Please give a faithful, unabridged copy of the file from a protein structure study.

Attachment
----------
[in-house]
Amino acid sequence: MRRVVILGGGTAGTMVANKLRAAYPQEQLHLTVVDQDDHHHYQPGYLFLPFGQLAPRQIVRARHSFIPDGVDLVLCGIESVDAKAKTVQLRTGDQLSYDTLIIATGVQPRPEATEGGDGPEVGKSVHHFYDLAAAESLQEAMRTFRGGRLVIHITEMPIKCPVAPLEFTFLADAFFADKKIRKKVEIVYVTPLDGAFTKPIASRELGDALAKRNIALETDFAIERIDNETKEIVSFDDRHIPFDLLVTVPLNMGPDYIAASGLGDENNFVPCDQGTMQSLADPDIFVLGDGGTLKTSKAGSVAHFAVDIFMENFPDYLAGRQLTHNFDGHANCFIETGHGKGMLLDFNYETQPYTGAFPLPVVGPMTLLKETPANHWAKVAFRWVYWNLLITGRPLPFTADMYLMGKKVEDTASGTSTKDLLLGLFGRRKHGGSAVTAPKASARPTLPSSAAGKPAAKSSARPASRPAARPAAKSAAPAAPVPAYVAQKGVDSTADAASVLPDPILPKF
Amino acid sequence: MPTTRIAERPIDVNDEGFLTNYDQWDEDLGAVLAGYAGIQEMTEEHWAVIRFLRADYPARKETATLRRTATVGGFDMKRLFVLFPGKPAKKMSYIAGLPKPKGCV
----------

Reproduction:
[in-house]
Amino acid sequence: MRRVVILGGGTAGTMVANKLRAAYPQEQLHLTVVDQDDHHHYQPGYLFLPFGQLAPRQIVRARHSFIPDGVDLVLCGIESVDAKAKTVQLRTGDQLSYDTLIIATGVQPRPEATEGGDGPEVGKSVHHFYDLAAAESLQEAMRTFRGGRLVIHITEMPIKCPVAPLEFTFLADAFFADKKIRKKVEIVYVTPLDGAFTKPIASRELGDALAKRNIALETDFAIERIDNETKEIVSFDDRHIPFDLLVTVPLNMGPDYIAASGLGDENNFVPCDQGTMQSLADPDIFVLGDGGTLKTSKAGSVAHFAVDIFMENFPDYLAGRQLTHNFDGHANCFIETGHGKGMLLDFNYETQPYTGAFPLPVVGPMTLLKETPANHWAKVAFRWVYWNLLITGRPLPFTADMYLMGKKVEDTASGTSTKDLLLGLFGRRKHGGSAVTAPKASARPTLPSSAAGKPAAKSSARPASRPAARPAAKSAAPAAPVPAYVAQKGVDSTADAASVLPDPILPKF
Amino acid sequence: MPTTRIAERPIDVNDEGFLTNYDQWDEDLGAVLAGYAGIQEMTEEHWAVIRFLRADYPARKETATLRRTATVGGFDMKRLFVLFPGKPAKKMSYIAGLPKPKGCV